The world’s electrical needs are evolving — the electric distribution grid must evolve with them. Entergy is using a bold new holistic planning process to jump-start this transformation.
Entergy is improving the capabilities and reliability of its electric grid to meet changing customer needs. A data-driven and integrated approach to distribution planning is the key.
Like other electric utilities, Entergy is facing a future that bears little resemblance to its past. The investor-owned utility acquired and built its distribution grid in an era when consumers had exclusive, largely passive relationships with their power company. Entergy generated and distributed electricity, and ratepayers used it in similar ways.
But in recent years, the needs of the company’s 2.8 million customers have changed, their expectations for service options and reliability growing. Some expect Entergy’s electric distribution system to accommodate everything from rooftop PV systems to corporate microgrids. Others want to recharge their electric vehicles with cheap power. All want clearer insights into their own energy usage and more opportunities to participate in money-and energy-saving programs.
Entergy’s aged electric distribution infrastructure — made up of diverse legacy systems — lacked the technology, flexibility and resiliency to meet these expectations.
The first step was to study Entergy’s distribution system and practices using a novel, data-centric methodology. The goal? To transform Entergy’s distribution planning practices, and as a result, its grid.
Distribution planning practices generally focus on fixing a specific problem as quickly and cheaply as possible. If a circuit performs poorly, utilities quickly derive and apply a low-impact fix to bring the circuit back to compliance or barely acceptable performance. Planning for the future is not a top concern.
Our integrated distribution planning model takes a more holistic approach. Instead of reviewing only the problem area of a circuit, we analyze big‑picture data related to the circuit, its assets and the surrounding system. We consider power flow, reliability, failure risk, protection, coordination and operational efficiency together. Then we develop projects to address multiple suboptimal conditions simultaneously.
By using system model data and asset data together, we determine the most efficient way to apply limited capital resources to sustainable change. This approach identifies the projects with the greatest potential to address customers’ changing needs and system performance, both now and in the future.
A detailed understanding of Entergy’s design and operating standards was critical. Armed with this, our team recommended updates that would better align with Entergy’s long-range goals and address future customer demands.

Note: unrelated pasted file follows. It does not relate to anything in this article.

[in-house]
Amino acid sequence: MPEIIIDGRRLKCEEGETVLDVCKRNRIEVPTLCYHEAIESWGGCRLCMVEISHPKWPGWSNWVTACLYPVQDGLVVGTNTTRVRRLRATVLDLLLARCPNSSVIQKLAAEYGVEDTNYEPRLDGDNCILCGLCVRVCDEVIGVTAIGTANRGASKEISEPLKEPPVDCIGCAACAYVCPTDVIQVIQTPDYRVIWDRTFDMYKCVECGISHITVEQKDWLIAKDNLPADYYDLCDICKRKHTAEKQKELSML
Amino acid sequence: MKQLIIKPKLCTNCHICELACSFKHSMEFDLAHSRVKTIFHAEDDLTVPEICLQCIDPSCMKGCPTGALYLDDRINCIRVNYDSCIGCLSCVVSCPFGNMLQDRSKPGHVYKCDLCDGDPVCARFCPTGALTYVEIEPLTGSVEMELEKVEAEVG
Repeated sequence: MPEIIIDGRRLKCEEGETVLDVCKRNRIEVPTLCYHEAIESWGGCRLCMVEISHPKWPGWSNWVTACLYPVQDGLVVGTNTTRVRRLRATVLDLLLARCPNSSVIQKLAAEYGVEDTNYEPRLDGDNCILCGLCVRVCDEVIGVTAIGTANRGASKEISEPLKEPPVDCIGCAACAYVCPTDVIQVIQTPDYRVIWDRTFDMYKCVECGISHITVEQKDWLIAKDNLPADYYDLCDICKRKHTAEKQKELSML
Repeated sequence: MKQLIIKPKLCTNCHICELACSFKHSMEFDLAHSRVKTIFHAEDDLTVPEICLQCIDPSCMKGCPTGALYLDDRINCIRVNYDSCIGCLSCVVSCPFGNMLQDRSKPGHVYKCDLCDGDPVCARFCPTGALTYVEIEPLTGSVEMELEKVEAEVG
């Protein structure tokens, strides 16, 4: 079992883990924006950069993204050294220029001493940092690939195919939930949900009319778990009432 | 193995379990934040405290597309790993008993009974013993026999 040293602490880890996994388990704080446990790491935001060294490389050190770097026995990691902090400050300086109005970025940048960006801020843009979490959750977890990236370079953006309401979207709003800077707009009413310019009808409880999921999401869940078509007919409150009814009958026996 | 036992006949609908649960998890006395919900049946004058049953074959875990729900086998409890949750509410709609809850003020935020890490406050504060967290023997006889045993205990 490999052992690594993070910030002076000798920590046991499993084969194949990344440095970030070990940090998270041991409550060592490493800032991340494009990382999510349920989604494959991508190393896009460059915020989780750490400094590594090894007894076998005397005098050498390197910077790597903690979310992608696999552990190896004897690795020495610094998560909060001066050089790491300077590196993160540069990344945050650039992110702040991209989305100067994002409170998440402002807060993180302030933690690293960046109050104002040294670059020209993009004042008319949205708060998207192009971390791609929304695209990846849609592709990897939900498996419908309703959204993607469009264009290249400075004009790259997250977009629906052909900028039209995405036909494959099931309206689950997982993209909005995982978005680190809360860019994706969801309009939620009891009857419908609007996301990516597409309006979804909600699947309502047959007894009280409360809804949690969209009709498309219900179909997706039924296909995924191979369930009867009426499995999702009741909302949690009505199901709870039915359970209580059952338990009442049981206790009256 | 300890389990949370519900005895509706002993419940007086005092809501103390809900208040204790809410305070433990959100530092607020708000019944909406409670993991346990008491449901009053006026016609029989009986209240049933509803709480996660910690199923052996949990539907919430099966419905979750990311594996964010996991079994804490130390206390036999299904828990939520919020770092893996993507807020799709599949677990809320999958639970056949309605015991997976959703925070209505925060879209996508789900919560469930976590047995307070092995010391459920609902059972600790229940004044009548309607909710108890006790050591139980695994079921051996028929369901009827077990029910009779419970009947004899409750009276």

Next, we conducted a detailed engineering and asset analysis across more than 10% of Entergy’s circuits. This included examining the design, performance, age and health of each circuit. Using state-of-the-art mobile technology and GIS tools, inspectors first went into the field to validate system data and asset health and collect data on 64 pilot circuits.
The data was compiled in a geospatial asset database, along with all other system and asset data.
We used the database to conduct power flow simulations and other tests to assess system performance, asset trends and risk modeling. Finally, we identified projects to improve circuit performance, enable system flexibility and resiliency, and decrease overall system failure risk.
In one instance, engineers conducting a traditional load flow analysis identified a voltage stability problem. Often, this is addressed by adding a phase and associated conductor to a long lateral segment. But further holistic study of the circuit identified the same circuit segment as at very high risk of “vegetation events” — that is, trees falling on the lines. Holistic study also indicated the segment consists of significantly aged assets due for replacement.
We determined that adding rerouting or resiliency to address the vegetation and aged asset renewal would add marginal cost. Yet, it would make a significant difference for overall performance and risk.
In later phases of the project, we focused on refining our method for identifying and prioritizing holistic projects. We also developed a road map for institutionalizing the new planning framework. This road map included processes, data and tools that will allow Entergy personnel to continue to develop and implement sustainable projects on a recurring planning cycle.
- Distribution engineering
- Distribution modeling
- Field data acquisition
- Geospatial data hosting, organization and visualization
- Process engineering
- Program management
- Quality control
Location: New Orleans, Louisiana
Completion date: 2018
- 15% of Entergy’s circuits analyzed
- 4 states: Arkansas, Louisiana, Mississippi and Texas
- 27% of Entergy’s electric customers served
- 600+ circuits analyzed holistically
Long-term goal: to transform the way we plan, build and operate the grid
After completing the grid modernization pilot program, Entergy was better equipped to meet the needs of today’s customers with:
- Improved operational consistency for increased reliability, performance and service quality.
- Reduced failure risks and improved cost control.
- Improved visibility into energy use and service performance.
- Faster response time on outages.
- More efficient overall operations.